The problem is, as everyone who has taken these very human vows knows, we just can’t seem to get it right. At least not all the time. Maybe not even most of the time. With God or with one another.

For example, how many of us can honestly say we have forsaken all other gods?

And no, I am not talking about honoring the wisdom of other world religions. I am talking about where we place our loyalty. Where we place our trust. I am talking about the stock market. Or the Clinique counter. Or our increasingly elusive job security. Or the ability of our National Guard to put down an insurrection at the Capitol.

Let’s be honest. Those are the places we put our trust. At least I do. Not the God of the Bible who literally says, “I am who I am.” Meaning the moment you try to pin me down is the moment you have completely missed the point.

How many of us can honestly say our loyalty and trust is in that God? It is really, really hard!

And no, I am not suggesting we divest of our mutual funds or our makeup or our jobs, and definitely not our National Guard. I am simply saying we should be honest about where we find our identity and our security. We should be honest about the ways we make the God we worship into our own image, rather than the other way around. And we should be honest about the ways this idolatry leads to chaos in our communion with God and one another.

Speaking of one another, how many of us can honestly say we have truly loved our neighbor as our self? Let’s face it, if you are anything like me you covet just about everything your neighbor has. Even Jimmy Carter “lusted in his heart,” after all!

And even the easy vow—the one about honoring the Sabbath—the one that actually begs us not to work!—can be the hardest commitment to keep, at least in this global, integrated, COVID-recession economy. Our yoga instructors tell us the same thing: savasana is the hardest yoga pose there is; the one that requires us to rest.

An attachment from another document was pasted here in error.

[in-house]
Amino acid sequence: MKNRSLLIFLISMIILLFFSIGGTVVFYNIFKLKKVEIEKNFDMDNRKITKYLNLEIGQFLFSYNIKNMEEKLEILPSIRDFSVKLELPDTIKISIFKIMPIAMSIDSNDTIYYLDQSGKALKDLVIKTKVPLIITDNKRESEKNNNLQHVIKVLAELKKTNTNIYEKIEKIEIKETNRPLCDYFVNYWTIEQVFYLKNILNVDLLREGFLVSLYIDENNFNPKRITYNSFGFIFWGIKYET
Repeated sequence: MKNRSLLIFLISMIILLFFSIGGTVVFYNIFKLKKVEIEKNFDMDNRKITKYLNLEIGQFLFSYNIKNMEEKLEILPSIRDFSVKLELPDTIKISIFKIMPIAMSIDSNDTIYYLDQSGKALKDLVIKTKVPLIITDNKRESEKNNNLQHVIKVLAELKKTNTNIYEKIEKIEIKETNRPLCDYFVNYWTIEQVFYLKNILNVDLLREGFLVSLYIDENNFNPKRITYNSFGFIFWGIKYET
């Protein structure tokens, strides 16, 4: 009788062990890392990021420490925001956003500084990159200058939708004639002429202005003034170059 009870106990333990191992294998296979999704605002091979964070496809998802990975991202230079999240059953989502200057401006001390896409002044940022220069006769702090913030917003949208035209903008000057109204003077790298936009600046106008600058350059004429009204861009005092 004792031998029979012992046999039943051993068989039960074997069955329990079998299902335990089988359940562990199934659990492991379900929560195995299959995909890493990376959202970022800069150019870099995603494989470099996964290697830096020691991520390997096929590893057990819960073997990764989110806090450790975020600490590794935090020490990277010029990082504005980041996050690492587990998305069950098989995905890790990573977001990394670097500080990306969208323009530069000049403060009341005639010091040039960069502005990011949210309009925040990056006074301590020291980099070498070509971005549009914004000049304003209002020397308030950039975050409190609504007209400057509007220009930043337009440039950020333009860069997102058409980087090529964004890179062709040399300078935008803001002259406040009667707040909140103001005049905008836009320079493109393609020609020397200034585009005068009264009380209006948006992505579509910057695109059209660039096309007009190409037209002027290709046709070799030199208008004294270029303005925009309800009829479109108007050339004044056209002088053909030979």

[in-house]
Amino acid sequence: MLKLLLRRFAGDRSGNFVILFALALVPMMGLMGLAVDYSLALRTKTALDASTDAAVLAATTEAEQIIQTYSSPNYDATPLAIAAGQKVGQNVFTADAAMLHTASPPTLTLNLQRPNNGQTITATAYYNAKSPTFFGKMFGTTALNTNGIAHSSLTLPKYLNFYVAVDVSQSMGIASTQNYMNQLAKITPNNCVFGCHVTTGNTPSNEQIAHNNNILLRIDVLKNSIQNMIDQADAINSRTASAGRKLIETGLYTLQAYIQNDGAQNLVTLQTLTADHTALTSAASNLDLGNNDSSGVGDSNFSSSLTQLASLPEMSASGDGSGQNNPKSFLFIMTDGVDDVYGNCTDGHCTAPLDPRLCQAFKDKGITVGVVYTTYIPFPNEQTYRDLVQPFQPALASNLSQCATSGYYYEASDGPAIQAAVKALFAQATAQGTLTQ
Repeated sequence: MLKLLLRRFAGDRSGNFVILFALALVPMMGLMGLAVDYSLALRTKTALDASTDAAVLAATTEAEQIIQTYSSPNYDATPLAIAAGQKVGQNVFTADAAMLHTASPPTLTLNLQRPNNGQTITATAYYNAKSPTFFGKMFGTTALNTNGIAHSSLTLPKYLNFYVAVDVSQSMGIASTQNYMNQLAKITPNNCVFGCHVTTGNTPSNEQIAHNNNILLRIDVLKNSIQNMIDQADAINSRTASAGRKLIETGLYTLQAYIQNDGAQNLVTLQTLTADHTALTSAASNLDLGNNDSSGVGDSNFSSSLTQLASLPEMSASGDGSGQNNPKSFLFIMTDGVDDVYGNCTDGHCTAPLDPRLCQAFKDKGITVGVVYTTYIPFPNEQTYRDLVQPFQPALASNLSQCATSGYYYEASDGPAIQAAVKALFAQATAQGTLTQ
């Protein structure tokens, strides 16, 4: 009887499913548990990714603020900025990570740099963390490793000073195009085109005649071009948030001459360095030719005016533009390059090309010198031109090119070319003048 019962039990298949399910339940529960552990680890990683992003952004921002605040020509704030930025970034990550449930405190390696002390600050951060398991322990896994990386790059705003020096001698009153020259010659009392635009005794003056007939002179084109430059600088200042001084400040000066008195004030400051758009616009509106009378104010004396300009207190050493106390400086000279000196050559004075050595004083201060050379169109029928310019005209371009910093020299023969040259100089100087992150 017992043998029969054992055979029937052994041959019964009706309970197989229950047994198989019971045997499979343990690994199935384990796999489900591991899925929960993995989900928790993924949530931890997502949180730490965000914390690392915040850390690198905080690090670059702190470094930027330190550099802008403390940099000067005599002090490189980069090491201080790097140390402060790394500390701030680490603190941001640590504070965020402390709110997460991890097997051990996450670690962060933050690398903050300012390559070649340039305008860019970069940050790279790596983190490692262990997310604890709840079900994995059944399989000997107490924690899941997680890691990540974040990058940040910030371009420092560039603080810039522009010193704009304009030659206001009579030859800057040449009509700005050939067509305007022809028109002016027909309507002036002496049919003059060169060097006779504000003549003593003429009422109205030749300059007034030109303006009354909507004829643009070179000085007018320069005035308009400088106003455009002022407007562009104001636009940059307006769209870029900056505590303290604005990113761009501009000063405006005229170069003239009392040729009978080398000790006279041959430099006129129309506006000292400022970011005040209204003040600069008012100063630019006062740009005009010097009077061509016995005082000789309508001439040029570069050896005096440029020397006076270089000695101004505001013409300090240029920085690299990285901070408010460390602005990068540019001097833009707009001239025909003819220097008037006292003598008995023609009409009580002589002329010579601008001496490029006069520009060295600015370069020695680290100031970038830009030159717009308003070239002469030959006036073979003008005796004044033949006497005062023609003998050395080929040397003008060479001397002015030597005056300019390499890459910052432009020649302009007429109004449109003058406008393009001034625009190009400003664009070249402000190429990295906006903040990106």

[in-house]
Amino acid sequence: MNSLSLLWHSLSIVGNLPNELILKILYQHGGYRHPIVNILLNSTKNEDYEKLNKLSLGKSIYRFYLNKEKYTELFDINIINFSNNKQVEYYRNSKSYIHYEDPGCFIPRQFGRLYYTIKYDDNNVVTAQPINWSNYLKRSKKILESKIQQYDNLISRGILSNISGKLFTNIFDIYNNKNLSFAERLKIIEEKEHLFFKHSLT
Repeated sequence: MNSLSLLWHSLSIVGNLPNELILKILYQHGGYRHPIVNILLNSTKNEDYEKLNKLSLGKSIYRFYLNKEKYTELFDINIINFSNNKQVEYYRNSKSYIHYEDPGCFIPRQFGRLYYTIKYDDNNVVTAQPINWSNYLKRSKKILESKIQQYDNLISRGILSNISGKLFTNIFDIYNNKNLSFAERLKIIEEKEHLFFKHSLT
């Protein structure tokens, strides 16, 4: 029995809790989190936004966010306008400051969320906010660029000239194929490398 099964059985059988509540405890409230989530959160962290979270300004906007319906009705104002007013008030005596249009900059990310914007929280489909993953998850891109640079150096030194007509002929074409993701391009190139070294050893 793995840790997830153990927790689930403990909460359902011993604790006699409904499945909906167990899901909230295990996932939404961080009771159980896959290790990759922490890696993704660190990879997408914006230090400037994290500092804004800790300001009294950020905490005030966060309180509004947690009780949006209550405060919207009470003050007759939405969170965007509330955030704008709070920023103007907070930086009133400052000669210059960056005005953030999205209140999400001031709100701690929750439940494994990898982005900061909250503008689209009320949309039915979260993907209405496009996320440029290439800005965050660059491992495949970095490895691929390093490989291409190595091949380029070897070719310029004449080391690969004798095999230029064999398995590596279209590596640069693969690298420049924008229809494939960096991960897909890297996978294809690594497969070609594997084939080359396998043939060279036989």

The truth is, we are not good at honoring our covenant vows, with God or with one another.

And God knows it. And Jesus knows it.

The truth is, what Jesus is trying to so throughout his ministry is shake up the people who think they have already done just fine by God and by God’s people, thank you very much. Who think they are following the rules and implementing the practices and holding the beliefs but still perpetuate a religion that hoards power and privilege and resources at the expense of the poor.

The truth is what Jesus is trying to do throughout his ministry is return the religious and political elite to the vows they have taken in holy union with “the least of these.” To shake up those who think they have no need of grace. Who care little for the hungry, lonely, naked, or sick. Who really only care about themselves.

The apostle Paul puts it a bit more gently: “God has chosen you and made you holy people.” Not to the exclusion of all the other people and all the other religious traditions. But as a treasured blessing. As an act of love for all who find themselves too often unloved.

And because God loves you so much and treasures you so much, Paul says, “So you should always … bear with each other, and forgive each other.” We call it “mutual forbearance” in the Presbyterian tradition. Just keep working through your differences. Don’t quit, don’t give up, keep on with God and one another. “Even more than all this,” Paul says, “clothe yourself in love. Love is what holds you all together in perfect unity” (Col 3:12-14).

Kind of like a wedding.

In the end it is simply a choice we make, day after day, year after year, this holy union with God and one another, where we keep on trying and failing and trying again to live in loving community. We just decide we want it badly enough to keep on trying.

So we come to the feast. “The great wedding banquet” of our Sacrament of Communion. To renew our vows in holy union with God and one another. And, believe it or not, with Judas and Peter – the betrayer and the denier – and everyone else who fails utterly to live our covenant promises completely.

And we say we want this marriage all over again.

Right here, right now, God offers us all the invitation: I love you; even now. I still want to be your God. Do you still want to be my people? And we get to say, I do.